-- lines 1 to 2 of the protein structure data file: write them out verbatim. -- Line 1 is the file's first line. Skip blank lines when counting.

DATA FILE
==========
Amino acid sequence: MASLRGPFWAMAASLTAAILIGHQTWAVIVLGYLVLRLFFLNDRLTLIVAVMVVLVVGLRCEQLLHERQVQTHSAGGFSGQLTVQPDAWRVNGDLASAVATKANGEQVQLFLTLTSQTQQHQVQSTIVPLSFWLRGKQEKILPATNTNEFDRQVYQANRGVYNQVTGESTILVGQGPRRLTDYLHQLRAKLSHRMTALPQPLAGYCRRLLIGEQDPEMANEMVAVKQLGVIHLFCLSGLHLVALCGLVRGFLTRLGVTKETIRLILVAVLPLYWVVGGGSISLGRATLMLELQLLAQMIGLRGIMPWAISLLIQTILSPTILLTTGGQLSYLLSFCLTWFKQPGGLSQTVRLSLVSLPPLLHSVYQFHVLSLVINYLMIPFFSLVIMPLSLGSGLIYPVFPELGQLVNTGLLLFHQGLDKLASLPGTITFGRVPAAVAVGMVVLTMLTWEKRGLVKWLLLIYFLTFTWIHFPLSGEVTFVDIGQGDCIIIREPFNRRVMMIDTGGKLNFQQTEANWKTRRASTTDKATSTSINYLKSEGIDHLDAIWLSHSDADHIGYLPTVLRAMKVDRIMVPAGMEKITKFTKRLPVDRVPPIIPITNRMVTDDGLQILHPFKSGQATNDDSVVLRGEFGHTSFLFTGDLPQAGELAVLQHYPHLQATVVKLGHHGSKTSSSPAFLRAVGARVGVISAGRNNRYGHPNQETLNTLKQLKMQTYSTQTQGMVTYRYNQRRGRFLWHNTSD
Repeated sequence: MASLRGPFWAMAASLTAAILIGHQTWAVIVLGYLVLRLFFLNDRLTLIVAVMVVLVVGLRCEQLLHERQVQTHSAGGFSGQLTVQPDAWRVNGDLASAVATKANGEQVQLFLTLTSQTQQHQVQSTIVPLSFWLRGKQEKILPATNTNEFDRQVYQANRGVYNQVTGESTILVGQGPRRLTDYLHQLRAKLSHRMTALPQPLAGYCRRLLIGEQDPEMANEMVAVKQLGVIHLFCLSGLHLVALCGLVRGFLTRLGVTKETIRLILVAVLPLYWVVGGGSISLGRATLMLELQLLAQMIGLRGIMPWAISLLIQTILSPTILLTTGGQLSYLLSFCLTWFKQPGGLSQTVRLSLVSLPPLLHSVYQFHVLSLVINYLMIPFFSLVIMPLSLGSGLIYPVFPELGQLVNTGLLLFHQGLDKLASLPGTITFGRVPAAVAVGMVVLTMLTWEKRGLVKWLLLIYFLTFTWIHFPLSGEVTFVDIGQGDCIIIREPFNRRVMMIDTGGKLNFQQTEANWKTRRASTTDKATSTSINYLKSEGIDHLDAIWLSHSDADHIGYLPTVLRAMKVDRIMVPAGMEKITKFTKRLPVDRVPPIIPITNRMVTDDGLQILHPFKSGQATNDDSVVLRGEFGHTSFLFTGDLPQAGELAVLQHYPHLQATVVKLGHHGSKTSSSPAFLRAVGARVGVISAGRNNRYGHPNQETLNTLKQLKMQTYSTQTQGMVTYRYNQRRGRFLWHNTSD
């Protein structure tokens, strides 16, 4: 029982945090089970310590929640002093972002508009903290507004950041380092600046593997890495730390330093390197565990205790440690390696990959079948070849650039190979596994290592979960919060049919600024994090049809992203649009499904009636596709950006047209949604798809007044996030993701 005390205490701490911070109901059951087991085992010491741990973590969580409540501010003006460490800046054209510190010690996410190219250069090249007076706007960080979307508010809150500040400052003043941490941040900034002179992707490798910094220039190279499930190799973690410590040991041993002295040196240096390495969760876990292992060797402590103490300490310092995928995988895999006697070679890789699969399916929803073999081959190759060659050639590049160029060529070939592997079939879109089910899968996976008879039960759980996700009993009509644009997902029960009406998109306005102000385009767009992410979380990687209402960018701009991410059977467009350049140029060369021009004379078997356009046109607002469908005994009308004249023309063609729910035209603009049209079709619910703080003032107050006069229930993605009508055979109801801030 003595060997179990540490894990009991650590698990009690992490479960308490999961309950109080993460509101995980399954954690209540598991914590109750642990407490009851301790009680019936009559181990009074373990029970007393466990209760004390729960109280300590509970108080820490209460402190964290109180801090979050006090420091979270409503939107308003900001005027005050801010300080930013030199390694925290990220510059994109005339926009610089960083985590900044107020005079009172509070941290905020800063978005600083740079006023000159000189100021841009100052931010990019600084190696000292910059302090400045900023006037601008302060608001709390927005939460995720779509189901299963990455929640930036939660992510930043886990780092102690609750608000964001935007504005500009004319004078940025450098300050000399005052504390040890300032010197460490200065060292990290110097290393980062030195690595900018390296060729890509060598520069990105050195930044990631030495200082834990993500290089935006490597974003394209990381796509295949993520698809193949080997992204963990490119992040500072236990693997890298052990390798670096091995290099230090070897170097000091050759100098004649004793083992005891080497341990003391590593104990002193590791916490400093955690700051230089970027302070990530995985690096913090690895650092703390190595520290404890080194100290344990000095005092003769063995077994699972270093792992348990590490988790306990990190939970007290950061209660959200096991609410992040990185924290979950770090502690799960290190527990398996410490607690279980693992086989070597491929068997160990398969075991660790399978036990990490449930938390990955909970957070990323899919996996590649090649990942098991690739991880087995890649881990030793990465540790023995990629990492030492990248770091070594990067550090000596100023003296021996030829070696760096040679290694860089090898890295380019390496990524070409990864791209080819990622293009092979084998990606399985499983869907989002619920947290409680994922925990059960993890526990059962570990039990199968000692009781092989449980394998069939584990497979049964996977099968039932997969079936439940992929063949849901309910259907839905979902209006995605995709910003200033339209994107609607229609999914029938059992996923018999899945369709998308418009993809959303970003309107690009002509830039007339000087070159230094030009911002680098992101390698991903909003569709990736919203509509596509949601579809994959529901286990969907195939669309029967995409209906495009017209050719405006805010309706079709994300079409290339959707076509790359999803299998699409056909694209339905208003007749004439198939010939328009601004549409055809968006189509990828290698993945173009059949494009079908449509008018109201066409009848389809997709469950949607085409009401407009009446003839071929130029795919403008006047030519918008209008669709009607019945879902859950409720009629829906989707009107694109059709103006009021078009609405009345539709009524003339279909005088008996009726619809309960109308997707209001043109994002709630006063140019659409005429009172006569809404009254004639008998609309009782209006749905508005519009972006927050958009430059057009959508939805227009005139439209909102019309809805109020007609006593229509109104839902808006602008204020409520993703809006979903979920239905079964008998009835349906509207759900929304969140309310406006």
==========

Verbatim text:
Amino acid sequence: MASLRGPFWAMAASLTAAILIGHQTWAVIVLGYLVLRLFFLNDRLTLIVAVMVVLVVGLRCEQLLHERQVQTHSAGGFSGQLTVQPDAWRVNGDLASAVATKANGEQVQLFLTLTSQTQQHQVQSTIVPLSFWLRGKQEKILPATNTNEFDRQVYQANRGVYNQVTGESTILVGQGPRRLTDYLHQLRAKLSHRMTALPQPLAGYCRRLLIGEQDPEMANEMVAVKQLGVIHLFCLSGLHLVALCGLVRGFLTRLGVTKETIRLILVAVLPLYWVVGGGSISLGRATLMLELQLLAQMIGLRGIMPWAISLLIQTILSPTILLTTGGQLSYLLSFCLTWFKQPGGLSQTVRLSLVSLPPLLHSVYQFHVLSLVINYLMIPFFSLVIMPLSLGSGLIYPVFPELGQLVNTGLLLFHQGLDKLASLPGTITFGRVPAAVAVGMVVLTMLTWEKRGLVKWLLLIYFLTFTWIHFPLSGEVTFVDIGQGDCIIIREPFNRRVMMIDTGGKLNFQQTEANWKTRRASTTDKATSTSINYLKSEGIDHLDAIWLSHSDADHIGYLPTVLRAMKVDRIMVPAGMEKITKFTKRLPVDRVPPIIPITNRMVTDDGLQILHPFKSGQATNDDSVVLRGEFGHTSFLFTGDLPQAGELAVLQHYPHLQATVVKLGHHGSKTSSSPAFLRAVGARVGVISAGRNNRYGHPNQETLNTLKQLKMQTYSTQTQGMVTYRYNQRRGRFLWHNTSD
Repeated sequence: MASLRGPFWAMAASLTAAILIGHQTWAVIVLGYLVLRLFFLNDRLTLIVAVMVVLVVGLRCEQLLHERQVQTHSAGGFSGQLTVQPDAWRVNGDLASAVATKANGEQVQLFLTLTSQTQQHQVQSTIVPLSFWLRGKQEKILPATNTNEFDRQVYQANRGVYNQVTGESTILVGQGPRRLTDYLHQLRAKLSHRMTALPQPLAGYCRRLLIGEQDPEMANEMVAVKQLGVIHLFCLSGLHLVALCGLVRGFLTRLGVTKETIRLILVAVLPLYWVVGGGSISLGRATLMLELQLLAQMIGLRGIMPWAISLLIQTILSPTILLTTGGQLSYLLSFCLTWFKQPGGLSQTVRLSLVSLPPLLHSVYQFHVLSLVINYLMIPFFSLVIMPLSLGSGLIYPVFPELGQLVNTGLLLFHQGLDKLASLPGTITFGRVPAAVAVGMVVLTMLTWEKRGLVKWLLLIYFLTFTWIHFPLSGEVTFVDIGQGDCIIIREPFNRRVMMIDTGGKLNFQQTEANWKTRRASTTDKATSTSINYLKSEGIDHLDAIWLSHSDADHIGYLPTVLRAMKVDRIMVPAGMEKITKFTKRLPVDRVPPIIPITNRMVTDDGLQILHPFKSGQATNDDSVVLRGEFGHTSFLFTGDLPQAGELAVLQHYPHLQATVVKLGHHGSKTSSSPAFLRAVGARVGVISAGRNNRYGHPNQETLNTLKQLKMQTYSTQTQGMVTYRYNQRRGRFLWHNTSD